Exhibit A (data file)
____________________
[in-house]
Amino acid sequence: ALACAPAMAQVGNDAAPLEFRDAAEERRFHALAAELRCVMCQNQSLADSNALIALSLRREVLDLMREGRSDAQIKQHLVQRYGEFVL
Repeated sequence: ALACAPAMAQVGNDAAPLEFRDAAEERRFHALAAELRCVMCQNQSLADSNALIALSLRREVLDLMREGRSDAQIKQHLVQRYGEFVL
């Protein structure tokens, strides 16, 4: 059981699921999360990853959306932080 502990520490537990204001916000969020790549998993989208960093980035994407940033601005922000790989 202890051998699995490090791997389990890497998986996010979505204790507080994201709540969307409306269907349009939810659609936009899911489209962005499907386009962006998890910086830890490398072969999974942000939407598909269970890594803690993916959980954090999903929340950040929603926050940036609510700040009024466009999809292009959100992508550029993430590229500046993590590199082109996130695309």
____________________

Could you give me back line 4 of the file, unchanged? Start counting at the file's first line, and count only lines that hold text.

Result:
């Protein structure tokens, strides 16, 4: 059981699921999360990853959306932080 502990520490537990204001916000969020790549998993989208960093980035994407940033601005922000790989 202890051998699995490090791997389990890497998986996010979505204790507080994201709540969307409306269907349009939810659609936009899911489209962005499907386009962006998890910086830890490398072969999974942000939407598909269970890594803690993916959980954090999903929340950040929603926050940036609510700040009024466009999809292009959100992508550029993430590229500046993590590199082109996130695309």